We’re used to big promises that don’t pay off, aren’t we? We call them “big wind, no rain” or “big hat, no cattle,” and when I was growing up, a lot of products sold on late-night TV rarely seemed to deliver. Grammarist defines the verb form of “hawk” as “to sell goods, especially noisily or aggressively.” In the fixed ops arena, plenty of so-called experts are hawking programs for service retention.

I will take this opportunity to join the fray, but I intend to let the data prove my points. I hope to convey here what too many mistakenly believe is too good to be true: You can grow service retention without backflips, without aggravation, and without risk. The key is a prepaid maintenance (PPM) program that keeps customers coming back and keeps your service managers, writers and technicians busy.

No Fine Print

No promise should be compromised by small print. Likewise, whatever the product being considered, it’s wise to know exactly what it is and what it can deliver. So let’s make sure we understand what we’re talking about when discussing prepaid maintenance plans.

Every PPM, whether it comes from the factory, a vendor or your own office, includes a number of key features, including:

  • Some combination of services consumers frequently need or use with some regularity. The majority of dealers offering prepaid plans package three or four of the following services: oil changes, tire rotations, alignments, replacement wipers, and filters.
  • Dealers sell these packaged services to customers at a discount off retail, and the same is true whether the PPM is a giveaway or purchased in the F&I office or the service lanes.
  • The term is typically for one, two, or three years, and the plan is renewable upon expiration.
  • Services are redeemed as required by the consumer. Because PPM customers bring their vehicles in more often, every redeemed service covered by the plan creates an opportunity for upsell.
  • Plans may be OEM-branded or dealer-branded. Factory plans can typically be redeemed at any dealership in the manufacturer’s network; the plan you build or buy yourself is only intended to drive retention at your store.

Please note that, if you Google “prepaid maintenance plans,” you will find some complaints. Most of the criticism out there is based on higher-priced plans. Dealers who achieve strong retention gains and service growth sales from plan usage tend to price them to be highly attractive to (and affordable for) most any consumer. This strategy foregoes margin on these basic services for downline service growth and retention.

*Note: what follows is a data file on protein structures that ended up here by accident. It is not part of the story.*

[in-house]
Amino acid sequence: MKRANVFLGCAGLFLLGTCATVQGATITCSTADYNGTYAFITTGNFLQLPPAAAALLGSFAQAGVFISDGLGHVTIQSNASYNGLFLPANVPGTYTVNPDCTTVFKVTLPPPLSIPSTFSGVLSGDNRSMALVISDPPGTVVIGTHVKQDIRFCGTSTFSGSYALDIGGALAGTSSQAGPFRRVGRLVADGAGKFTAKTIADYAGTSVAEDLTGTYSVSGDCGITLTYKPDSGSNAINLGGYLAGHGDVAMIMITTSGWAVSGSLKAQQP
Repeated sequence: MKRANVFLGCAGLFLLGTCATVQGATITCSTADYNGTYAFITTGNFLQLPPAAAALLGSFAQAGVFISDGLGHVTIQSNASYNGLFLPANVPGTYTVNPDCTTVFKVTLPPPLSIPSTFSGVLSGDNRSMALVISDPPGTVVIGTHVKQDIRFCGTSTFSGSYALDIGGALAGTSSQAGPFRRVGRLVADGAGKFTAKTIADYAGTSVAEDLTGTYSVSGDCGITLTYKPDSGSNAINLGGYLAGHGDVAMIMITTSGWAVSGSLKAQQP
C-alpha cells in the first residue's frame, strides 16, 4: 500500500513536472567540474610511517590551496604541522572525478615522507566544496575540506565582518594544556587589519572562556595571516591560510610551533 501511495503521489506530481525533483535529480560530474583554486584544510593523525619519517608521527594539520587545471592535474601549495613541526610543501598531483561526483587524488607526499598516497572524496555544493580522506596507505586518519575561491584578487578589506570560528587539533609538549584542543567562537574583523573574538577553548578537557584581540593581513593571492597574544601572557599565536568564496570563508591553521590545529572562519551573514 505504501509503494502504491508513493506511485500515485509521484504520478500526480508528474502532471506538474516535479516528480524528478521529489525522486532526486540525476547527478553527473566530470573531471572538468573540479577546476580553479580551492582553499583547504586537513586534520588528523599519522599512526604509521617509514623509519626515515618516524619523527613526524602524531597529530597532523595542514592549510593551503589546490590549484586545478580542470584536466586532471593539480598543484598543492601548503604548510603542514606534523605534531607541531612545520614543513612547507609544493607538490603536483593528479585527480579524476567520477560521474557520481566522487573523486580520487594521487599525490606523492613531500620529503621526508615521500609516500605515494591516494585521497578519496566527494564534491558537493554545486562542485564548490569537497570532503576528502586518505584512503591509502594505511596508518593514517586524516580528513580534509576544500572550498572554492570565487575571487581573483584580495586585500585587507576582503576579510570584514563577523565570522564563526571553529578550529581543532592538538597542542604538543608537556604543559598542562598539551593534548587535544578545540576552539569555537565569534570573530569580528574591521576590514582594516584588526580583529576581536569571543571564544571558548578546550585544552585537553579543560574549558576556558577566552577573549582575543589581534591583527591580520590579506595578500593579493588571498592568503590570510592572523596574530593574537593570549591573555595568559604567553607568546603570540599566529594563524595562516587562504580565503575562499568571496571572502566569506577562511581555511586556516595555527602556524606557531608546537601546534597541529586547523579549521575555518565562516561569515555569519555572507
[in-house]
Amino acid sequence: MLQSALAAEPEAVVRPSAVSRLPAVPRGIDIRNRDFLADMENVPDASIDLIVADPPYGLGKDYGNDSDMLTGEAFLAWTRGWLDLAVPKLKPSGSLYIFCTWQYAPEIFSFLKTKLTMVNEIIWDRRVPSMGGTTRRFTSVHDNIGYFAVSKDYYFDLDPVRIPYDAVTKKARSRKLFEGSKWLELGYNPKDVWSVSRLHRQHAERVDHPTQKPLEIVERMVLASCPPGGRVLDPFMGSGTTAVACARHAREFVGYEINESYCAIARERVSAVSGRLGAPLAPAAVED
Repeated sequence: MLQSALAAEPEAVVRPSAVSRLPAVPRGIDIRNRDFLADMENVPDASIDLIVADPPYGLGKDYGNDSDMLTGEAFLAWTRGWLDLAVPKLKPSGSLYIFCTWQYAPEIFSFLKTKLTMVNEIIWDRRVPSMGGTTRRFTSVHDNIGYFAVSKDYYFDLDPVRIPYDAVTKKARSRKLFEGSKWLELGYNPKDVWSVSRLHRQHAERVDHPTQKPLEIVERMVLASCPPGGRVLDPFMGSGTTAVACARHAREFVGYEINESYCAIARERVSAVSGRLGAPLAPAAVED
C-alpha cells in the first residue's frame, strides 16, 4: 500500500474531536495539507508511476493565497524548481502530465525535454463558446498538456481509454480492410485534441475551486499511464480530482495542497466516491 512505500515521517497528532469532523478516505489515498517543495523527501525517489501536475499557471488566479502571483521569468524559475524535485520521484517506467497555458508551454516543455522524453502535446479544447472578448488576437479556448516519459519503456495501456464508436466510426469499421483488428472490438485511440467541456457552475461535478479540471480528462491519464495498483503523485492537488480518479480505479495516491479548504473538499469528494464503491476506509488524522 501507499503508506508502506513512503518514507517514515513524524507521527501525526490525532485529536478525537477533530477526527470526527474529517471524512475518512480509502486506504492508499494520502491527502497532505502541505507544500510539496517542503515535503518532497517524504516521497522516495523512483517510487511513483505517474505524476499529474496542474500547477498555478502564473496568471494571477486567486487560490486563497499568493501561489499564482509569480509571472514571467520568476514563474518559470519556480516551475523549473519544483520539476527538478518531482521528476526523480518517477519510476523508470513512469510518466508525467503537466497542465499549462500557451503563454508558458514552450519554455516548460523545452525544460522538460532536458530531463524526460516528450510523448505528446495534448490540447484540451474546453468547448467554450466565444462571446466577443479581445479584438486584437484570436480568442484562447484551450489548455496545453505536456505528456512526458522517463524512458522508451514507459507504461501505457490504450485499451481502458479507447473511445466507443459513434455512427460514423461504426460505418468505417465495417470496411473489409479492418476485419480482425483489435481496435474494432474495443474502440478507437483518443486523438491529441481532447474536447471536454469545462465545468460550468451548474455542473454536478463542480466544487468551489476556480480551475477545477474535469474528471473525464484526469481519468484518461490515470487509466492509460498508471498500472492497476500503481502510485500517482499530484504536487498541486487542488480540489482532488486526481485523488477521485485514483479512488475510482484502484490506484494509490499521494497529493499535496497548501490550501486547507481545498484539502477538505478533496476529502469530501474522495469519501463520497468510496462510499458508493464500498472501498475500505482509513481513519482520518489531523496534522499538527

The Big Questions

There are a number of questions every dealer must ask when considering a PPM retention program — whether you design and administer a program in-house or use one offered by a third party. Does your retention program drive consumers to your shop? Is the customer experience positive enough to bring them back? Are there accountability tools baked into the retention plan to measure the lift in customer-pay dollars for each visit so program ROI can be accurately calculated?

However you answered, know this: Your ultimate goal is to keep that customer returning to your dealership to redeem plan services. Depending on the plan you implement, you can produce:

  • 85% first-year retention and 65% retention in the second and third year,
  • $70 customer-pay upsell per repair order, and
  • $1,105 in customer-pay service business per year for the majority of the average six-year ownership cycle.

Scott Smith, dealer principal of Automotive Associates of Atlanta, said his operation enjoyed a 20% boost in service business following a campaign to sell PPM. He believes these plans are fulfilling a business need once driven largely by new-car sales. “The reality is there is little profit in new cars, so a dealer has to drive service into the service department and achieve growth there.”

The Bare Essentials

Easy and effective service retention is proving its bottom-line value for countless dealers, though there can be a hitch: These plans really only work when they are set up and managed correctly, and that is no easy task. Here are the essential components of a sustainable PPM program:

  • Everyone involved in the sale of PPM must be able to confidently express its benefits to customers. Sales and F&I pros must know as much about how they work and what they cover as your service manager does.
  • Between visits, you must follow up to educate customers as to how much money the plan has saved them and how to continue to maximize the coverage.
  • Your service advisors must be able, with complete confidence, to engage plan holders redeeming their benefits in the service drive. Advisors who also can process those discounted or “free” services quickly and enthusiastically — and whenever appropriate and ethical — they must be prepared to upsell the consumer on other potential service needs identified by the technician.
  • You must be certain — and make clear — that advisors will be compensated for their efforts to sell and redeem the plan and its benefits.

Simple and effective plans make the above requirements easy to meet. They do not unduly disrupt advisors, take up their time, or fail to deliver what the customer has been promised. So make sure your plan, if it’s provided by a third party, builds advisor compensation into its overall value to the dealership.

Prepaid maintenance drives retention and additional service revenue that flows from retained customers. Dealers and staff will find these programs easy to implement, easy to use, and easy to sell, and they will drive business into your service bays and help you provide an exceptional customer experience.

Ryan Williams is president of Fidelis PPM and a 20-year veteran of the auto retail and service industry. Email him at [email protected].